• Use your seat belt every time you get into your vehicle.

Tips for long-distance winter trips:

  • Watch weather reports prior to a long-distance drive or before driving in isolated areas. Delay trips when especially bad weather is expected. If you must leave, let others know your route, destination, and estimated time of arrival.
  • Always make sure your vehicle is in peak operating condition by having it inspected by a AAA Approved Auto Repair facility (such as Silverlake Tire & Auto).
  • Keep at least half a tank of gasoline in your vehicle at all times.
  • Pack a cellular telephone with your local AAA’s telephone number, plus blankets, gloves, hats, food, water, and any needed medication in your vehicle.
  • If you become snow-bound, stay with your vehicle. It provides temporary shelter and makes it easier for rescuers to locate you. Don’t try to walk in a severe storm. It’s easy to lose sight of your vehicle in blowing snow and become lost.
  • Don’t over exert yourself if you try to push or dig your vehicle out of the snow.
  • Tie a brightly colored cloth to the antenna or place a cloth at the top of a rolled up window to signal distress. At night, keep the dome light on if possible. It only uses a small amount of electricity and will make it easier for rescuers to find you.
  • Make sure the exhaust pipe isn’t clogged with snow, ice, or mud. A blocked exhaust could cause deadly carbon monoxide gas to leak into the passenger compartment with the engine running.
  • Use whatever is available to insulate your body from the cold. This could include floor mats, newspapers or paper maps.
  • If possible run the engine and heater just long enough to remove the chill and to conserve gasoline.

Tips for driving in the snow:

  • Accelerate and decelerate slowly. Applying the gas slowly to accelerate is the best method for regaining traction and avoiding skids. Don’t try to get moving in a hurry. And take time to slow down for a stoplight. Remember: It takes longer to slow down on icy roads.
  • Drive slowly. Everything takes longer on snow-covered roads. Accelerating, stopping, turning – nothing happens as quickly as on dry pavement. Give yourself time to maneuver by driving slowly.
  • The normal dry pavement following distance of three to four seconds should be increased to eight to ten seconds. This increased margin of safety will provide the longer distance needed if you have to stop.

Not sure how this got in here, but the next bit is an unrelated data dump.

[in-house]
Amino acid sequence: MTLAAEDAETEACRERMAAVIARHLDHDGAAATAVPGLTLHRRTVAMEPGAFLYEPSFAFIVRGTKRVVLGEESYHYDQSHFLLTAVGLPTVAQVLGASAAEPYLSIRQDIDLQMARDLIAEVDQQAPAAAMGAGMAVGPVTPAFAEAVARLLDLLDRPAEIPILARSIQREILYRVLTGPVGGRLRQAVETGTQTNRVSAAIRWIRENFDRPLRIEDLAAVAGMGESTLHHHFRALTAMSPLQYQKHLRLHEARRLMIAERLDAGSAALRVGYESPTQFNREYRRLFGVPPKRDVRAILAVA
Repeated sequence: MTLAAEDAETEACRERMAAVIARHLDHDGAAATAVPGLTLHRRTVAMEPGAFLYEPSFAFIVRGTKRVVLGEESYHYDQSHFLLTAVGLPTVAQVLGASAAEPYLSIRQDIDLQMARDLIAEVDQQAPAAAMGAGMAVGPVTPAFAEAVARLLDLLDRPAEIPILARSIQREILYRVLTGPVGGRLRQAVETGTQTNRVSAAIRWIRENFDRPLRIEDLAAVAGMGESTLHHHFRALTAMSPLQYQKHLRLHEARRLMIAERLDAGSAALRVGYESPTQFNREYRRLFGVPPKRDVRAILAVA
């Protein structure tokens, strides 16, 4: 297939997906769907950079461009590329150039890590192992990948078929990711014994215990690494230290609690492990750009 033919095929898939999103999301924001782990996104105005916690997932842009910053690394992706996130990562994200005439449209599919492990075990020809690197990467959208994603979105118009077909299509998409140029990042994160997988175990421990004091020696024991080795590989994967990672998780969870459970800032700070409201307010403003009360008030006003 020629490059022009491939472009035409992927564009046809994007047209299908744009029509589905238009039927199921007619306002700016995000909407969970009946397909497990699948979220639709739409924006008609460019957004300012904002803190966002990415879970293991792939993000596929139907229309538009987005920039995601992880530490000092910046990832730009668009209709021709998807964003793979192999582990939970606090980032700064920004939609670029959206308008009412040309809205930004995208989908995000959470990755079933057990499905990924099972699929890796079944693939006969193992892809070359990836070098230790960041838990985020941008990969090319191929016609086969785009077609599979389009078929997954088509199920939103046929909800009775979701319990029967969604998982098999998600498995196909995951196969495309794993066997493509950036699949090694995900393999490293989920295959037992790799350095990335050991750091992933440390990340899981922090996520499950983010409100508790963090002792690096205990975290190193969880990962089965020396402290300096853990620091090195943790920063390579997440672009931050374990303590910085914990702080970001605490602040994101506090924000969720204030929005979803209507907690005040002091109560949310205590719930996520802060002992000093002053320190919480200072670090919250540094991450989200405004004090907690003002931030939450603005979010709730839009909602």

• Know your brakes. Whether you have antilock brakes or not, the best way to stop is threshold breaking. Keep the heel of your foot on the floor and use the ball of your foot to apply firm, steady pressure on the brake pedal.
  • Don’t stop if you can avoid it. There’s a big difference in the amount of inertia it takes to start moving from a full stop versus how much it takes to get moving while still rolling. If you can slow down enough to keep rolling until a traffic light changes, do it.
  • Don’t power up hills. Applying extra gas on snow-covered roads just starts your wheels spinning. Try to get a little inertia going before you reach the hill and let that inertia carry you to the top. As you reach the crest of the hill, reduce your speed and proceed down hill as slowly as possible.
  • Don’t stop going up a hill. There’s nothing worse than trying to get moving up a hill on an icy road. Get some inertia going on a flat roadway before you take on the hill.
  • Stay home. If you really don’t have to go out, don’t. Even if you can drive well in the snow, not everyone else can. Don’t tempt fate: If you don’t have somewhere you have to be, watch the snow from the comfort of your home.

Let’s be careful out there!

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Anti-freeze Tips for Winter Weather

Is Antifreeze a Concern in the Winter?

In spite of the temperature outside antifreeze keeps your car engine running smoothly and at the proper temperature. When you start your vehicle’s engine, coolant is pumped throughout it to either warm it up or cool it down. In addition to its primary job of maintaining your vehicle’s ideal operating temperature, many antifreeze products on the market today also contain extra additives to help prevent corrosion and expensive engine breakdowns.